Last year, Malzahn’s offense at Tulsa averaged 22.819 seconds per play, good for fifth fastest in the country. That’s nearly four seconds faster than the quickest team in the SEC, LSU.
On the defensive side, Arkansas, whose non-conference schedule included Malzahn’s TU offense, was forced to play at the fastest defensive tempo of all the SEC schools at 25.717 seconds per play. The Hogs were the only team in the conference whose defense played above the national media of 26.779 seconds per play. In fact, three of the 10 slowest teams in terms of defensive tempo were SEC members.
So it should be interesting to see if the best conference in the country can handle the Malzahn’s fast-break O. Florida shut down the high-speed Sooner machine in the national championship game in January. However, that came after preparing for weeks during an extended break. The Tigers should provide a tough match-up problem for their fellow conference mates this year, and I expect they’ll win a game or two for that reason alone.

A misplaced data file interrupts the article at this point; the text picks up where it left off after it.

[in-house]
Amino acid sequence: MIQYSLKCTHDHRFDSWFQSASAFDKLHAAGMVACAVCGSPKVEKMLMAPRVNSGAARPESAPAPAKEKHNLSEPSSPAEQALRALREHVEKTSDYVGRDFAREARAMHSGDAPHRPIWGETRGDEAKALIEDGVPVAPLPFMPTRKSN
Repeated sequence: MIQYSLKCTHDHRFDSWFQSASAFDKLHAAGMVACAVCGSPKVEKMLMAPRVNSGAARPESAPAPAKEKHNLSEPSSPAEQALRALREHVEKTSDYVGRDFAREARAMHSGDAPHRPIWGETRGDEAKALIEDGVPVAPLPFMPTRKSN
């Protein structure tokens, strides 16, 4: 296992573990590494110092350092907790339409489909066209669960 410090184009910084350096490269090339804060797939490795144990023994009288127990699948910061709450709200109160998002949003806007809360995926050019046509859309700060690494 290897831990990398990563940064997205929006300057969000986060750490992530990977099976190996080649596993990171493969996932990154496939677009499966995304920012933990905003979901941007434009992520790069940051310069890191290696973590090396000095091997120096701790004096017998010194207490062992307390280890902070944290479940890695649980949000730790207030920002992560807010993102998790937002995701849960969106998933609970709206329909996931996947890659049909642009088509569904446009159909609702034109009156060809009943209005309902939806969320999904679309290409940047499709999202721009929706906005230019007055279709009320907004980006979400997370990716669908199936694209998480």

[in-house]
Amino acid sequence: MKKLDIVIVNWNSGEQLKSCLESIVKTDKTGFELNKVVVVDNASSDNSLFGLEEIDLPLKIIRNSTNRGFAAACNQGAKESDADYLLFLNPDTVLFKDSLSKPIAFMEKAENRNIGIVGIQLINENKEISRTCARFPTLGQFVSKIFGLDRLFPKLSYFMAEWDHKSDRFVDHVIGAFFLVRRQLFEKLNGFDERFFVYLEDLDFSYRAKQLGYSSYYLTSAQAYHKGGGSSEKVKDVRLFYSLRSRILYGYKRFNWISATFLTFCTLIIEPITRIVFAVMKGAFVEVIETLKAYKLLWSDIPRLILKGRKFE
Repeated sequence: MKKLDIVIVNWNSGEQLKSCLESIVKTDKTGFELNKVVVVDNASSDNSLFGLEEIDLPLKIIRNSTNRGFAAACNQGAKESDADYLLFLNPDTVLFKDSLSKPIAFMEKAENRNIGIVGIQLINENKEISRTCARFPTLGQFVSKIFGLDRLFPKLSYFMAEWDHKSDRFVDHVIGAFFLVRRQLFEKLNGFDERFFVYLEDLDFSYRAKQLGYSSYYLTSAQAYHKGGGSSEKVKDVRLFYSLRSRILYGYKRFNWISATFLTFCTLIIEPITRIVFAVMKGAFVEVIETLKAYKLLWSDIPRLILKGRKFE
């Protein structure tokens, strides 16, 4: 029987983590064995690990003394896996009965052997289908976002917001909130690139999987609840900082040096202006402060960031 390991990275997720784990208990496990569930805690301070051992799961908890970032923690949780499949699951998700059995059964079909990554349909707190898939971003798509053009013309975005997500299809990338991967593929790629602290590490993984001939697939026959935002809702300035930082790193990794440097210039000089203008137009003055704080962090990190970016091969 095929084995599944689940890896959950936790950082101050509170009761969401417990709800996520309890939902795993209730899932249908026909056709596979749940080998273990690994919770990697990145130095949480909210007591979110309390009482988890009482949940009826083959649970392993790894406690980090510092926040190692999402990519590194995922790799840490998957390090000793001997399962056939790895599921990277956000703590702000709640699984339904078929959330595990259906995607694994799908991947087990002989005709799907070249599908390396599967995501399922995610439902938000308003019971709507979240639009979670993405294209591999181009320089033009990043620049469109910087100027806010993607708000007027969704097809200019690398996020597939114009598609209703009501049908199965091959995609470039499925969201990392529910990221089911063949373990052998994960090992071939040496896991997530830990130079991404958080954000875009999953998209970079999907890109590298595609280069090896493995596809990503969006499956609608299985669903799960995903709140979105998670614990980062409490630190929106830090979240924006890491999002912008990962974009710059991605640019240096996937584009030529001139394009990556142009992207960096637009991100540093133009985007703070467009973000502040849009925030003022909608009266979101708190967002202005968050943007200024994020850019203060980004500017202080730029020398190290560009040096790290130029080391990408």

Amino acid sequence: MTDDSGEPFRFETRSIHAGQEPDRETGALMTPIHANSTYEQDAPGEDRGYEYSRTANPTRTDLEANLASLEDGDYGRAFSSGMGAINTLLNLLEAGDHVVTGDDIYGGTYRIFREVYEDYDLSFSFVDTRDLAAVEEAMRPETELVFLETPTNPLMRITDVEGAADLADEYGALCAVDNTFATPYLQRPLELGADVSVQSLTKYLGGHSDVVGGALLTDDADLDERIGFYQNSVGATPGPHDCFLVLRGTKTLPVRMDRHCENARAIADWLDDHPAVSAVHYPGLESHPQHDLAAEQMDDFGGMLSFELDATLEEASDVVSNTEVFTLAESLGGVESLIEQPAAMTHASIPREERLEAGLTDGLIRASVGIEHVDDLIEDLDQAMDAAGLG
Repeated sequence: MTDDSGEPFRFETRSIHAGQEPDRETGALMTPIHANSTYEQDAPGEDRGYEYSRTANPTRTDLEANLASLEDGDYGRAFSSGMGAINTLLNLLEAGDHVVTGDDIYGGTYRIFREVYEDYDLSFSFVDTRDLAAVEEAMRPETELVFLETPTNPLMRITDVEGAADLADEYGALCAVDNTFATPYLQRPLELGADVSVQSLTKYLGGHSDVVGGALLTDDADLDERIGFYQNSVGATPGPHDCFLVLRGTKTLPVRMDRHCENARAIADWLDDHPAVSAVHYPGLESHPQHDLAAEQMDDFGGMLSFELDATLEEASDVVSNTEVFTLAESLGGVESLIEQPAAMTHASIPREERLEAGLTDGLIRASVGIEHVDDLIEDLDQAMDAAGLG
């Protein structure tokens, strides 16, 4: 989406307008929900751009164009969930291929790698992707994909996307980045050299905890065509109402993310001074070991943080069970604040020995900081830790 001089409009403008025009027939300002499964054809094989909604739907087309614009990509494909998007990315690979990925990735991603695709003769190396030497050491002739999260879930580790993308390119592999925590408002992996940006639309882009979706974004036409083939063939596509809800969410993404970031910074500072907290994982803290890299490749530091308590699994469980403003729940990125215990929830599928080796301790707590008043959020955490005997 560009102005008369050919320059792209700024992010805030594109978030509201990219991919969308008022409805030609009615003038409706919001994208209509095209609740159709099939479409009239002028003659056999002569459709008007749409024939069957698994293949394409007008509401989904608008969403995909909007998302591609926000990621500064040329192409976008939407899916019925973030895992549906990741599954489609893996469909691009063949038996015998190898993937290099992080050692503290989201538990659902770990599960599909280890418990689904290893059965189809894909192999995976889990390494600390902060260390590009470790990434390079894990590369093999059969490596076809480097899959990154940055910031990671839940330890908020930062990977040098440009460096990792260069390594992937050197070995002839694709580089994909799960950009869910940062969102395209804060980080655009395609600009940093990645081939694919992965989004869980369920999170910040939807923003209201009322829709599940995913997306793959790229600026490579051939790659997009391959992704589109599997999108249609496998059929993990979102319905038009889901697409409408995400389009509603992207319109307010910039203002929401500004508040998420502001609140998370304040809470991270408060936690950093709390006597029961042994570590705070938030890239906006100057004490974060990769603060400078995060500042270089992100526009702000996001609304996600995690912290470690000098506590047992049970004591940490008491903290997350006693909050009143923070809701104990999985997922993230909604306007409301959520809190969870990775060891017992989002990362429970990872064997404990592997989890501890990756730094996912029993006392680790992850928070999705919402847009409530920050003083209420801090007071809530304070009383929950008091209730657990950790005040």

Announcements and Odds and Ends

July 29, 2009

A few housekeeping notes and items of interest:

-Everyone’s favorite college football guru, Phil Steele, has enlisted Homerism to blog about the Sooners for his Web site. I’ll be posting on there a few times a week, and look for the activity to really ramp up once the season starts. Here’s the URL:
Bookmark it right now, just like you did for this site. You do have this site bookmarked, don’t you?
-My final post in the Colorado season preview for Tilting at Windmills is up. I’ll be tackling Baylor beginning later this week.
-Conference media days are nothing more than an excuse for beat writers to repackage the same old stories they’ve been writing all offseason, but this time under the guise of “breaking news.” Count on lots of headlines from the Big 12 meetings like “Stoops Says Big Game Criticisms Unfair” and “Bradford Ready to Defend Heisman.” If you really want to check out some of the coverage, though, appears to have most of the bases covered.